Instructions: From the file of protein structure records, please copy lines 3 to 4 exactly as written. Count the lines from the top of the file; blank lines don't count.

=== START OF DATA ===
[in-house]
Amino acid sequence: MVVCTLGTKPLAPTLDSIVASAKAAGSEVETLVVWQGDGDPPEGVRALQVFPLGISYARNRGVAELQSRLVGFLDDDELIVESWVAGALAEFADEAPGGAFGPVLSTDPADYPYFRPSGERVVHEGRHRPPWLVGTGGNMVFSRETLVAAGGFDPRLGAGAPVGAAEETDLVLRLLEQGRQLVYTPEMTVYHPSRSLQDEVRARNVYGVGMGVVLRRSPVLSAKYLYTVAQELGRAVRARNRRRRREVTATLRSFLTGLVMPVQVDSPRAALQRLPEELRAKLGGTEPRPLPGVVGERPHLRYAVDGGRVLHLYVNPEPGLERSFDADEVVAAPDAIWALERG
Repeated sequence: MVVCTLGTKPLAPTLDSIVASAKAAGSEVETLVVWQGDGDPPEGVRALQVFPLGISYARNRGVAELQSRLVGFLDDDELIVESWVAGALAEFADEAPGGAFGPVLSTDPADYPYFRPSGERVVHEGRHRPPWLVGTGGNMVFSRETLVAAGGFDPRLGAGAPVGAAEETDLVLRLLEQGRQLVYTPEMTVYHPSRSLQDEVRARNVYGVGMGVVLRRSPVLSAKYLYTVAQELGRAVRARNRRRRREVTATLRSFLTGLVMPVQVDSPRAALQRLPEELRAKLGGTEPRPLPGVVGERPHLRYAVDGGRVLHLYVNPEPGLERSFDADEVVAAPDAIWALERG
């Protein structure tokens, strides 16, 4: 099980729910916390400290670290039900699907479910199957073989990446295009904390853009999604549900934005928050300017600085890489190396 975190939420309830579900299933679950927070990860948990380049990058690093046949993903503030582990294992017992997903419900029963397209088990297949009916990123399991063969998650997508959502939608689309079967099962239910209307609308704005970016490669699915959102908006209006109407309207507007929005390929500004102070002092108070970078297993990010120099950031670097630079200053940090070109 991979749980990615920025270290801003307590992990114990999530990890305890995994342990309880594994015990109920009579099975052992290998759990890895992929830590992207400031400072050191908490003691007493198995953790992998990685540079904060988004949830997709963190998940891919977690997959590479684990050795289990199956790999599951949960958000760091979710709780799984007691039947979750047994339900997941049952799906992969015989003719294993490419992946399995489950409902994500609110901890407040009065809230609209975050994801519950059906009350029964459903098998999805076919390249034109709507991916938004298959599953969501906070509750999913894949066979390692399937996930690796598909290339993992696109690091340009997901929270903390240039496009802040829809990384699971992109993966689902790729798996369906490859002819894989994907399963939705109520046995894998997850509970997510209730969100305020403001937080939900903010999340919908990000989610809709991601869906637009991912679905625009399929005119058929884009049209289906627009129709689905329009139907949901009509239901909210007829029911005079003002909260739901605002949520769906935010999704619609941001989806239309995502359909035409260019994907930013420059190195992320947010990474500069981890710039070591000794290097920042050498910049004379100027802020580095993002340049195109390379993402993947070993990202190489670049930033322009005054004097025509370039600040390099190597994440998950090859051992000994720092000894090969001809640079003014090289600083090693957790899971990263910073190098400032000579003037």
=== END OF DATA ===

Repeated sequence: MVVCTLGTKPLAPTLDSIVASAKAAGSEVETLVVWQGDGDPPEGVRALQVFPLGISYARNRGVAELQSRLVGFLDDDELIVESWVAGALAEFADEAPGGAFGPVLSTDPADYPYFRPSGERVVHEGRHRPPWLVGTGGNMVFSRETLVAAGGFDPRLGAGAPVGAAEETDLVLRLLEQGRQLVYTPEMTVYHPSRSLQDEVRARNVYGVGMGVVLRRSPVLSAKYLYTVAQELGRAVRARNRRRRREVTATLRSFLTGLVMPVQVDSPRAALQRLPEELRAKLGGTEPRPLPGVVGERPHLRYAVDGGRVLHLYVNPEPGLERSFDADEVVAAPDAIWALERG
């Protein structure tokens, strides 16, 4: 099980729910916390400290670290039900699907479910199957073989990446295009904390853009999604549900934005928050300017600085890489190396 975190939420309830579900299933679950927070990860948990380049990058690093046949993903503030582990294992017992997903419900029963397209088990297949009916990123399991063969998650997508959502939608689309079967099962239910209307609308704005970016490669699915959102908006209006109407309207507007929005390929500004102070002092108070970078297993990010120099950031670097630079200053940090070109 991979749980990615920025270290801003307590992990114990999530990890305890995994342990309880594994015990109920009579099975052992290998759990890895992929830590992207400031400072050191908490003691007493198995953790992998990685540079904060988004949830997709963190998940891919977690997959590479684990050795289990199956790999599951949960958000760091979710709780799984007691039947979750047994339900997941049952799906992969015989003719294993490419992946399995489950409902994500609110901890407040009065809230609209975050994801519950059906009350029964459903098998999805076919390249034109709507991916938004298959599953969501906070509750999913894949066979390692399937996930690796598909290339993992696109690091340009997901929270903390240039496009802040829809990384699971992109993966689902790729798996369906490859002819894989994907399963939705109520046995894998997850509970997510209730969100305020403001937080939900903010999340919908990000989610809709991601869906637009991912679905625009399929005119058929884009049209289906627009129709689905329009139907949901009509239901909210007829029911005079003002909260739901605002949520769906935010999704619609941001989806239309995502359909035409260019994907930013420059190195992320947010990474500069981890710039070591000794290097920042050498910049004379100027802020580095993002340049195109390379993402993947070993990202190489670049930033322009005054004097025509370039600040390099190597994440998950090859051992000994720092000894090969001809640079003014090289600083090693957790899971990263910073190098400032000579003037």